Date & time
This master class will be in two parts. In the morning, Professor Wood will lead discussion on the conceptualization and analysis of sexual violence during violent conflict. Questions we will address include, what do we mean by “sexual” and “political” violence? What do we mean by a “pattern” of violence on the part of an armed organization? How can we compare across different country cases? What lessons can we learn from the study of one type of sexual or political violence that can be useful for study of another? To what extent do gender norms and hierarchies inform political violence as well as sexual violence? What are the relevant norms and hierarchies – does socialization of combatants, whether formal or informal matter? Does the analysis of wartime violence contribute to our understanding of political violence during other times?
In the afternoon, discussion will continue with how and how not to research sexual and political violence in the field. How can we generate and analyze data on patterns of sexual and political violence? What sources are available? How can they be accessed and used? What special ethical considerations apply in studying and writing about sexual and political violence? How can we best navigate these? What are the risks that fieldwork entails? How can we mitigate these but still research effectively?
Participants will be expected to draw on and speak to their experiences in preparing for and, if relevant, conducting fieldwork on sexual and political violence, as well as on the theories and methods they are using to do so. PhD students who have not yet conducted research should be at the thesis review stage of their candidature, or after, and have a well-developed proposal on which to base their participation. Scholars from all the social sciences and humanities are welcome to apply. Members of the Australian National Centre for Latin American Studies and the ANU’s Gender Institute as well as its Interpretation, Method and Critique network are especially encouraged to do so.
Participation is expected for the entire day (both morning and afternoon sessions), and some readings will be required. Lunch with vegetarian options included and tea breaks will be provided for all participants.
ABOUT PROFESSOR WOOD
Elisabeth Jean Wood, Franklin Muzzy Crosby Professor of the Human Environment and Professor of Political Science, International and Area Studies at Yale University, is the author of Forging Democracy from Below: Insurgent Transitions in South Africa and El Salvador and Insurgent Collective Action and Civil War in El Salvador, and co-editor of books on sex crimes and political representation. She is currently working on a comparative study of sexual violence during war, a subject on which she has published a number of recent articles, and a co-authored book on political violence in Colombia.
Professor Wood has done field research in Colombia, South Africa, Sri Lanka, El Salvador, Peru, and Israel/Palestine. At Yale she teaches courses on comparative politics, political violence, collective action, agrarian studies and qualitative research methods. She serves on the Editorial Boards of World Politics and the Contentious Politics series of the Cambridge University Press, and from 2020, American Political Science Review. She is also a fellow of the American Academy of Arts and Sciences.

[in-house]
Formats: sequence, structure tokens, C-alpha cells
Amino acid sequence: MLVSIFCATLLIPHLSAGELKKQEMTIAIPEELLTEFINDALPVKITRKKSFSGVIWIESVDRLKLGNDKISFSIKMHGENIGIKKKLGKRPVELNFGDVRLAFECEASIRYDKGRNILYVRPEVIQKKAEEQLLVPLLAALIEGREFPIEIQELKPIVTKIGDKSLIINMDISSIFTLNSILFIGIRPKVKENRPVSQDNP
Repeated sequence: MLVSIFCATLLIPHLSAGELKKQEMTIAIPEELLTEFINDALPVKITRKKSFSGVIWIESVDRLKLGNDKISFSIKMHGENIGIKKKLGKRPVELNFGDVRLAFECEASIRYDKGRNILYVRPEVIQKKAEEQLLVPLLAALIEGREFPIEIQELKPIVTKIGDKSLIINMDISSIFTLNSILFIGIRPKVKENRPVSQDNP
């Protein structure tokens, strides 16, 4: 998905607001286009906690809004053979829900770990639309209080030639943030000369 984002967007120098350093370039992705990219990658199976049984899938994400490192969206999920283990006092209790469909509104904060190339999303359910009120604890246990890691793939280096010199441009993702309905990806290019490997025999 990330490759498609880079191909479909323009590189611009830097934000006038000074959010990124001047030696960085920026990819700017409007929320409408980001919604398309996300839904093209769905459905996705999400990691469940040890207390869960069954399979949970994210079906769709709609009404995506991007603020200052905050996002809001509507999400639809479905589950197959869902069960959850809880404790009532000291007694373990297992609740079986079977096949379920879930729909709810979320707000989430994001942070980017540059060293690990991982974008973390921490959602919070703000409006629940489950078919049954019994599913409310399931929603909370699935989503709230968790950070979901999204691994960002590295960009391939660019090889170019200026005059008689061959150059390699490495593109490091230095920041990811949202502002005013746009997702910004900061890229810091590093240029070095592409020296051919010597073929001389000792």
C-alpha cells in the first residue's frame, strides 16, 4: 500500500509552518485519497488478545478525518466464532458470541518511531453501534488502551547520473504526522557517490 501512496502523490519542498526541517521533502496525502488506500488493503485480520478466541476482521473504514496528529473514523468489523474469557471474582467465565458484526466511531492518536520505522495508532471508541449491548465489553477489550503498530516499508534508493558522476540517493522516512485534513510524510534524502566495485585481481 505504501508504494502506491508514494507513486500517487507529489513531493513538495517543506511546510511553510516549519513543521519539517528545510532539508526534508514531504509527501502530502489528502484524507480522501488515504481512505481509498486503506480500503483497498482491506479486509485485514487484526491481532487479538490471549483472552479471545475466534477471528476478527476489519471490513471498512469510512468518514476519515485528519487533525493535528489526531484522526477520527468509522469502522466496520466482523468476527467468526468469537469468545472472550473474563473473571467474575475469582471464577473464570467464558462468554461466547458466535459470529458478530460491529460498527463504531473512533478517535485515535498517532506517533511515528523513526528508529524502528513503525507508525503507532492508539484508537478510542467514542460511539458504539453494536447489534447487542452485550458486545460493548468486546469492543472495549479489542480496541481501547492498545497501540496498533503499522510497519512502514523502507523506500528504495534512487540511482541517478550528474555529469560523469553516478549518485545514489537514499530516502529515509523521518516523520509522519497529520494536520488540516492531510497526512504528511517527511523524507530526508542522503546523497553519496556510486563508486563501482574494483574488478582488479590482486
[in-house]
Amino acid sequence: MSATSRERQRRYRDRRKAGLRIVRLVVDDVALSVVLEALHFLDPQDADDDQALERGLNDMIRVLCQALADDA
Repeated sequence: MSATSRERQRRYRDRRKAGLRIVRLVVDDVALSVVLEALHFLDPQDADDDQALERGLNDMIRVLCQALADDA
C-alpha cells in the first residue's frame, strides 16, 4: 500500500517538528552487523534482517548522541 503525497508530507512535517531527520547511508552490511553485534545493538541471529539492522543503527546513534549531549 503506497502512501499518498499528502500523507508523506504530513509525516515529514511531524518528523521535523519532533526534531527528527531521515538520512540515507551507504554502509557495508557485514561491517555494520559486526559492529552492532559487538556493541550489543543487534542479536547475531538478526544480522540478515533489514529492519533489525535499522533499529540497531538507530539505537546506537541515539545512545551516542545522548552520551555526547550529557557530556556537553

LEE ANN FUJII TRAVEL GRANT
With support from the Asia-Pacific Innovation Program at the ANU the organizers are able to offer four AUD500 travel and accommodation grants for PhD students and two AUD1000 grants for ECRs coming to the ANU from interstate. ECRs will be expected to stay in Canberra for a two-day workshop on typologies and ideologies of political violence, following the class, on Thursday 7 and Friday 8 May. The additional grant money for ECRs is to cover accommodation and ancillary expenses for those days.
The travel grant is named in memory of Lee Ann Fujii, who helped secure these funds and who was going to lead the class in 2019, but who passed away beforehand. For more on Lee Ann and her lasting legacy, see the Remembering Lee Ann Fujii symposium in Qualitative and Multi Method Research (16.1): https://www.maxwell.syr.edu/moynihan/cqrm/qmmr/Table_of_Contents_16_1
HOW TO APPLY
For PhD students, simply send a 300-word statement (in the body of the email) describing your research and why you would benefit from participating in the class, attach a 2-pp CV, and send it to both of the following email addresses. If you are applying from interstate, please indicate if you want to be considered for the travel grant, and if so, whether or not you have any alternative sources of funding.
For ECRs, supplementary to the above requirements, applicants will also include in a separate attachment a title and 200-word abstract for a proposed paper to present and discuss at the two-day workshop. Before applying please write to the organizers to obtain additional information on the workshop.
Deadline for submissions is Monday, 16 March 2020. Applicants will be advised of the outcome within two weeks. Any questions can be directed to either of the email addresses above. We look forward to your application!
Funding for Professor Wood’s visit and the master class is provided by the ANU Asia-Pacific Innovation Program, ANU Gender Institute and ANCLAS.